What happens - and this isn't a spoiler - a disaster in present day New York: it gets recorded on a little video camera, by a complete idiot who doesn't really understand what is happening most of the time. We watch the footage, and try to reconstruct what was going on. The person operating the camera is emotionally insensitive - because films are emotionally insensitive. 'Don't film this Todd!' What are you thinking of, filming at a time like this?
I think this pretend artlessness was very artfully done. I expected to dislike the young urban types whose story we follow, but I thought they were good fun. I liked them all actually, and in some ways the first scene reminded me of The Office.
Here's that toddalcott who clued me onto No Country for Old Men:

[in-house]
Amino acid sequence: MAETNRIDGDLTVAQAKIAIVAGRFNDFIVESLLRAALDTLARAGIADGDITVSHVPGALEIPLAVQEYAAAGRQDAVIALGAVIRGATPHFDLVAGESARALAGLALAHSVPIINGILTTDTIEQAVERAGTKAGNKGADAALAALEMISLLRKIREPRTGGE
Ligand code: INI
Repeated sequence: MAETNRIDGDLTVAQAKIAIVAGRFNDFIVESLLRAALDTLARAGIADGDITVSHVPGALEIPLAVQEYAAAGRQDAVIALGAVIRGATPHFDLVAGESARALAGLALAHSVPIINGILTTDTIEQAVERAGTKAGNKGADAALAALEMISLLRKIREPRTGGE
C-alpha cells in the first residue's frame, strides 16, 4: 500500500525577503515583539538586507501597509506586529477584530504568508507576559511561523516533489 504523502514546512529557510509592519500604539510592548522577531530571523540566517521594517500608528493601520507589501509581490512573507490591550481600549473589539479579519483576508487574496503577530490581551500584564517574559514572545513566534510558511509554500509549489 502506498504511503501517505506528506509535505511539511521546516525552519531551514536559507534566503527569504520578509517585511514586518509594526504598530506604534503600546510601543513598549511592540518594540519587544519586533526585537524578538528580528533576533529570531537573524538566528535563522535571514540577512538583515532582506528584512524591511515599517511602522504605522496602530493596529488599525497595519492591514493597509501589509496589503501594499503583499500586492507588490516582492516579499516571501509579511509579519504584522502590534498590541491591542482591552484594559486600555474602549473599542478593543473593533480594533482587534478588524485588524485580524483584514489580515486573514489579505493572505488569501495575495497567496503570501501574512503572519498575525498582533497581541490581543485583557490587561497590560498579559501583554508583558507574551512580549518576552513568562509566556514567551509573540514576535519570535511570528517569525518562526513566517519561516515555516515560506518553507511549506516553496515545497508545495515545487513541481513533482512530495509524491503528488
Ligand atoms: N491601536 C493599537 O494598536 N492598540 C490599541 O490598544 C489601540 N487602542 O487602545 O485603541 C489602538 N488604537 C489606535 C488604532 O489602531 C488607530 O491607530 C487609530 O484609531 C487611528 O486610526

There is one critic who opined: "Not for anyone over 30," and here, I think, is the rub. There is a generational split between people who "get" Cloverfield and those who do not. The ones who do not are not content to just say "Well, I didn't like it" or "It didn't work for me," they feel compelled to call the characters insipid and one-dimensional (they are not) and the script simplistic (simple it is, simplistic it is not) and the direction one-note and grating (which, I don't even know where to begin).
BTW that last obviously doesn't apply to everyone who didn't like it. I just think it's a little more artfully done, and more stylistically interesting, than to be dismissed as threadbare. It's a bit like stream of consciousness. The Story happens out there, your life happens in here, you construct the story from the clues in your experience.It's nice and short too.
Having said all that - and I think it was a successful film - it didn't utterly terrify me or exhaust me with emotion, which Blair Witch did.
ETA - oh yes, also, much less annoying than Lost.